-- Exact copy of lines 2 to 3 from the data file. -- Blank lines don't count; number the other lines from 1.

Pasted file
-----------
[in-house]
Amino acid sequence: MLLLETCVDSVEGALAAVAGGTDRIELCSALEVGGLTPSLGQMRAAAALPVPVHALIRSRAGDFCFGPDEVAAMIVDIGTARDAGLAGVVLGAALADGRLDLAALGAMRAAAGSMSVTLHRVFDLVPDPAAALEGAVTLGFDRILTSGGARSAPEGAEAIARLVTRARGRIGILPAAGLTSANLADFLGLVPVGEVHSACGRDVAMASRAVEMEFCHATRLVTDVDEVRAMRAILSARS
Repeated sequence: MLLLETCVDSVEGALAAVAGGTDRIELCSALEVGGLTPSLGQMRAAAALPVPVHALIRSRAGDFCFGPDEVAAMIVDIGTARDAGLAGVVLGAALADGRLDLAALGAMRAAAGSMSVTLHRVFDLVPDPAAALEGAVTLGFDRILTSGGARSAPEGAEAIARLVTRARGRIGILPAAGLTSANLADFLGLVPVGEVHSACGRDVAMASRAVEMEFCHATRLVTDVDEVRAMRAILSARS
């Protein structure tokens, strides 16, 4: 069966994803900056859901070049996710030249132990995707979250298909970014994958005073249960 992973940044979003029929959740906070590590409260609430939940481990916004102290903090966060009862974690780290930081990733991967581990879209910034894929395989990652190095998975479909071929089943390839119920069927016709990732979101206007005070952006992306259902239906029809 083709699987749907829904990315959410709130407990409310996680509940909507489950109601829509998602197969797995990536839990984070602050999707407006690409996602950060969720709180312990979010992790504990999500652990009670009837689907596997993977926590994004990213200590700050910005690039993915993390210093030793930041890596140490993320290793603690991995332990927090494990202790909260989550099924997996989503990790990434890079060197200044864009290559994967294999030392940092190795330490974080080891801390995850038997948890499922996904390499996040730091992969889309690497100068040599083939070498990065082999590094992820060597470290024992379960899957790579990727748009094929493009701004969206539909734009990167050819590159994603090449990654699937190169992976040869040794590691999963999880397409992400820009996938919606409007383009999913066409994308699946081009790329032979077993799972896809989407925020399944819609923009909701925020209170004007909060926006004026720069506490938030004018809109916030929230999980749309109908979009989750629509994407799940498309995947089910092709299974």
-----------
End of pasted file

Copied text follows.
Amino acid sequence: MLLLETCVDSVEGALAAVAGGTDRIELCSALEVGGLTPSLGQMRAAAALPVPVHALIRSRAGDFCFGPDEVAAMIVDIGTARDAGLAGVVLGAALADGRLDLAALGAMRAAAGSMSVTLHRVFDLVPDPAAALEGAVTLGFDRILTSGGARSAPEGAEAIARLVTRARGRIGILPAAGLTSANLADFLGLVPVGEVHSACGRDVAMASRAVEMEFCHATRLVTDVDEVRAMRAILSARS
Repeated sequence: MLLLETCVDSVEGALAAVAGGTDRIELCSALEVGGLTPSLGQMRAAAALPVPVHALIRSRAGDFCFGPDEVAAMIVDIGTARDAGLAGVVLGAALADGRLDLAALGAMRAAAGSMSVTLHRVFDLVPDPAAALEGAVTLGFDRILTSGGARSAPEGAEAIARLVTRARGRIGILPAAGLTSANLADFLGLVPVGEVHSACGRDVAMASRAVEMEFCHATRLVTDVDEVRAMRAILSARS